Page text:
The Washington Bullets and the Chuck Taylor All-Stars experienced something yesterday that was unusual to the 90-year-old sport of basketball.
After being tied, 139-139, after a five-minute overtime period of an Urban Coalition Senior Division battle, the two teams - laden with NBA and NCAA telent - were forced to decide the heated contest in a sudden-death overtime.
The policy of playing a sudden-death period after one overtime was adopted many years ago, according to James Wiggins, the Coalition chairman. He said the rule was instituted so the fans and players would not get tired or restless. Neither he or any observers or players could remember the last time a game was decided in such a manner.
The All-Stars' Charles Bradley tipped in the only basket needed to defeat the Bullets, 141-139, after 15 seconds of the "first-team-to-score-wins" session.
The 6-foot-5 Bradley, who led his team with 31 points, got the winning bucket off a missed jumper by his brother Dudley, the defensive-specialist guard, formerly of the University of North Carolina.
The two teams battled on a Tartan surface gymnasium floor at Gonzaga High School that was so slippery the players literally had to tiptoe down the court the last eight minutes of the game.
Roger Phegley and Dave Corzine led the Bullets with 41 and 26 points, respectively, and Phil Chenier bombed in 25. The Bullets (only draft choices, first-year players and injured players) are only 4-4 in summer league competition.
In the first overtime, the Bullets were working their offense off familiar set plays but every time they tried to execute, someone - usually Corzine - slipped hard on the moist floor.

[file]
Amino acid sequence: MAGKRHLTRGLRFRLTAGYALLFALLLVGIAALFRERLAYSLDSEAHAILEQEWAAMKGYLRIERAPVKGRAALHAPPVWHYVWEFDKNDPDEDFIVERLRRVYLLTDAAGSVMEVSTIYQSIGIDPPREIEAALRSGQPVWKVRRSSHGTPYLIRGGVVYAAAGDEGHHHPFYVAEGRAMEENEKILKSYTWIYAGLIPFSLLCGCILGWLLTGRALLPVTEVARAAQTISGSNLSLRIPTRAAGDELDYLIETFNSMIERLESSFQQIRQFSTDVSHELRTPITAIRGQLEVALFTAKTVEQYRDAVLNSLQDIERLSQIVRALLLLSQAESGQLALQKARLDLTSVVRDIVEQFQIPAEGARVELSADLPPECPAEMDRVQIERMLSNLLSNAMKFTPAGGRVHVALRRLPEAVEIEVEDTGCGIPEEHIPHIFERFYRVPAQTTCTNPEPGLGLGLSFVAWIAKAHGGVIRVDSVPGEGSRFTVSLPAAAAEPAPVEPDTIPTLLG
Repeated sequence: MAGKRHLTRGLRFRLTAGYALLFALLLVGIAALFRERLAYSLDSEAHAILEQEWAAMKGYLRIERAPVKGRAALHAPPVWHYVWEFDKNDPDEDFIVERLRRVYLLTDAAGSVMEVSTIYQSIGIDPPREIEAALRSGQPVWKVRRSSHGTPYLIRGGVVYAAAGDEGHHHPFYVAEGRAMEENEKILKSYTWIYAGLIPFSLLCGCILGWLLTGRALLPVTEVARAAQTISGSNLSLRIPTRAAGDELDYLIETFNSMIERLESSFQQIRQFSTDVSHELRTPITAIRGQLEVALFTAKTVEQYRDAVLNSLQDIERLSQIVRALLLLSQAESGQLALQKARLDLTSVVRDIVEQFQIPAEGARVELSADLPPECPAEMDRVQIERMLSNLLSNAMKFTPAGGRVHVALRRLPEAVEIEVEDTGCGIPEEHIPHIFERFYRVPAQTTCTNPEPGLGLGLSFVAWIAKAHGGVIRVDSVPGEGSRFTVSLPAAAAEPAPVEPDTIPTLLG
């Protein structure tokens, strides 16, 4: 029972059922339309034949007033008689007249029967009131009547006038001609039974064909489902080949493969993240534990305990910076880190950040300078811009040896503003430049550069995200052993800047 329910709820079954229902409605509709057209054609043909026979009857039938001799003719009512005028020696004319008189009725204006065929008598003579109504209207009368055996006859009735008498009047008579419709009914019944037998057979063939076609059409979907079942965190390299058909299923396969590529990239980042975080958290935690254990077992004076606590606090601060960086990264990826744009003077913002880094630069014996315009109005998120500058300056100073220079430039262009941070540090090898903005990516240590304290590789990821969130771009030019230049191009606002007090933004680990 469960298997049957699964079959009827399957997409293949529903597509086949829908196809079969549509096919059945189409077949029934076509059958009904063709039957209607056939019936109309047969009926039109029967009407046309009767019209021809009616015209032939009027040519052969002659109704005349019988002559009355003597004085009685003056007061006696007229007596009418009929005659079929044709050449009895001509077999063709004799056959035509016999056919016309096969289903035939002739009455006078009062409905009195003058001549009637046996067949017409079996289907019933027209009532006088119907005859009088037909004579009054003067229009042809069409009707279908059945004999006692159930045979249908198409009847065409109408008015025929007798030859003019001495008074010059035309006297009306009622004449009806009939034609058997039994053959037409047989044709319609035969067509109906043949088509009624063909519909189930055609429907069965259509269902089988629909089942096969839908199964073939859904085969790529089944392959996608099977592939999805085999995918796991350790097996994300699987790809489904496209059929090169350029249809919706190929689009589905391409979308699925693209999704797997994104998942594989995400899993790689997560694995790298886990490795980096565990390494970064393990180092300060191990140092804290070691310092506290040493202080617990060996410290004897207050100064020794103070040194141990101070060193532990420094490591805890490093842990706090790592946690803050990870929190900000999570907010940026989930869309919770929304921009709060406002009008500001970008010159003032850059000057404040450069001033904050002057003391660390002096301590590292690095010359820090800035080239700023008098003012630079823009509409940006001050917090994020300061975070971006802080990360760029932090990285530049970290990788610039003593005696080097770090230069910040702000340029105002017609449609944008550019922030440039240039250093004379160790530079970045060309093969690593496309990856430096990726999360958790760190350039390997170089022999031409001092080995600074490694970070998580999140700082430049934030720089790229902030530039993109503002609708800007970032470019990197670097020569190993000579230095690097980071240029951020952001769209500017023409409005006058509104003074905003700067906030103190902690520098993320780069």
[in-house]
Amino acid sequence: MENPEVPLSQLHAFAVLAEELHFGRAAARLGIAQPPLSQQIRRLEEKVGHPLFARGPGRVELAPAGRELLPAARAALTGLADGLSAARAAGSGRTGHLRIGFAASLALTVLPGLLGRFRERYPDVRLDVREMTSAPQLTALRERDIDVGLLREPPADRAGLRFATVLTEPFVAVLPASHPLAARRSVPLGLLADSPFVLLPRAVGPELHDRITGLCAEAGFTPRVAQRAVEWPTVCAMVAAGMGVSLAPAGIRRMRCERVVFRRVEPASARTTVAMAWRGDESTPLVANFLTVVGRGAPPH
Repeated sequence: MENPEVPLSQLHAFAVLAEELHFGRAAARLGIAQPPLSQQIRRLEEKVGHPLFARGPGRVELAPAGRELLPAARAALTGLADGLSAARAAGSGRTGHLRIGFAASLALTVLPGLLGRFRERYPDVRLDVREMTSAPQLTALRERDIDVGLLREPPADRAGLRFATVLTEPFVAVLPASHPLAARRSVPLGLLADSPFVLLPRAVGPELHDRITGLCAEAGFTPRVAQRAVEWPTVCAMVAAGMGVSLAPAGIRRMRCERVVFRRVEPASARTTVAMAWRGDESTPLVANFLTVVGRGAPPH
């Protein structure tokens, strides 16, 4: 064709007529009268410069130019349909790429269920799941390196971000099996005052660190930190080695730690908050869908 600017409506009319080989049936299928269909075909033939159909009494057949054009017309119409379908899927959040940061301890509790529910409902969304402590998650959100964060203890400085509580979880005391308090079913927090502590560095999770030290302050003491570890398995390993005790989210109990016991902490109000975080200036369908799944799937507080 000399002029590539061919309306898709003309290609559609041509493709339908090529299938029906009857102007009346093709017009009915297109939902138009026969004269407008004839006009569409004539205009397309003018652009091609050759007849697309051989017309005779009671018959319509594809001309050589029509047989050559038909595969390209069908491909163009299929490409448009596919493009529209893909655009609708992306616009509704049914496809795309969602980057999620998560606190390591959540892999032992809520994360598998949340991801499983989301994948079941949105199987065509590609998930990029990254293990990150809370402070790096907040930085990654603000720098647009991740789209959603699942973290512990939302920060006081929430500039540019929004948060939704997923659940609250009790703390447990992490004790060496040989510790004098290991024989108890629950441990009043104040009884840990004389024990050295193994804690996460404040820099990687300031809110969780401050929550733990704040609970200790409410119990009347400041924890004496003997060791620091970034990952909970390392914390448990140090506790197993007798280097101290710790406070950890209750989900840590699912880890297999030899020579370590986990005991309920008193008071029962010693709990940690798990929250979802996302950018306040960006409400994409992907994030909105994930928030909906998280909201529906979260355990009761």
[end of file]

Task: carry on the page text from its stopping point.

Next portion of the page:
At one point, Chenier worked the ball into Corzine, who made a beautiful spinning move through the lane only to shoot his layup from a supine position. "We know what we're supposed to do," said a dejected Corzine to Coach Reds Gaither, "but we can't move to execute the plays properly."
The All-Stars didn't fare any better in the footing war. John Lucas, Adrian Dantley and Tracy Jackson all took their spills.
"#Man, this is the worst floor I've ever seen," said Los Angeles Laker Dantley. "You can't drive the lanes, cut stop or anything."
Gaither said he and Taylor, coach of the All-Stars, considered taking the teams off the floor at the end of the first overtime to avoid serious injury but played the entire game because "we owed it to the fans."
"I couldn't very well ask the guys to execute set plays with the conditions they were under out there," Gaither added.
Oddly enough, the star of the game was not game-high scorer Phegley, Lucas or any big-name player, but Charles Bradley, the junior guard for the University of Wyoming, who insists there is little competition between himself and brother Dudley.
"He's better than me," Charles said. "That usually takes care of the competition."